07 July 2011
Another early rising before a day of travelling, one by one all 25 participants turned up in the dining hall to make their sandwich for lunch, as we would be out all day.
Leading up to the exchange the Southend participants have been meeting once a week to conduct research and prepare resources for the trip. One of the things we looked into was Southend’s connection to World War 2 and the role that it played during the D-Day landings.
Today we travelled to Caen Normandy memorial centre for history and peace, to find out more about pre, during and post war, but also to understand further the context behind the history of CORE. (More on this to follow)
When we arrived in Caen we were struck by the enormity and symbolism of the building, and the 15 flags outside, of different nationalities. Presented with audio handsets to guide us around the museum (like a personal tour guide) we ventured into the first section that explained the context leading up to WW2.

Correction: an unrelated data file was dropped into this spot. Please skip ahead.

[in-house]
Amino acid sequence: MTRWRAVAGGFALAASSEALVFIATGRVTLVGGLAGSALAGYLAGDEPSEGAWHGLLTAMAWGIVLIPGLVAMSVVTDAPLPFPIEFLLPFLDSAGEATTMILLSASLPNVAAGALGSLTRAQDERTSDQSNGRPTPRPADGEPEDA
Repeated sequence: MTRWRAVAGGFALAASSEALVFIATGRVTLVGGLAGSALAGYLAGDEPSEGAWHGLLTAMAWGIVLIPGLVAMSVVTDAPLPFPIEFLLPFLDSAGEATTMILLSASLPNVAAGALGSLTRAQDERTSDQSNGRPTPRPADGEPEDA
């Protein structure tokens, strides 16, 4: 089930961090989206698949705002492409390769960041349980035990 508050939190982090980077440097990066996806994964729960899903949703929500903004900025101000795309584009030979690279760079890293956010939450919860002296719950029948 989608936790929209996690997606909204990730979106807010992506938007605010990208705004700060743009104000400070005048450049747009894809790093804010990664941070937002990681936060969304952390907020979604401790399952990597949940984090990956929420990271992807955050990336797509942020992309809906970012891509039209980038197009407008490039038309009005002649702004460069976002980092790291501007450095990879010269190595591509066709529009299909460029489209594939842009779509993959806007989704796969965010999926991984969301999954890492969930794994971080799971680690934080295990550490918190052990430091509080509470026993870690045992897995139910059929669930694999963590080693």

As we walked around one thing that really struck a chord with me was the enormity of the loss of life, the atrocity of the events that took place and I learnt more about boats docking from Southend Pier (then HMS Westcliff) during the D-Day landings. There were personal accounts from survivors of concentration camps recalling their experiences that brought out a lot of emotions.
By the time we broke for a picnic lunch outside the museum, the fresh air was much appreciated, as what we had discovered was a lot to take in.
Shortly after we visited a British Commonwealth cemetery with thousands of graves.
‘I couldn’t believe that the average age (from what we could tell) was about 21, but I saw a few that had men as young as 17, all the boys who have come to France would have been fighting on the front line’. (Andy Williamson, Southend participant)
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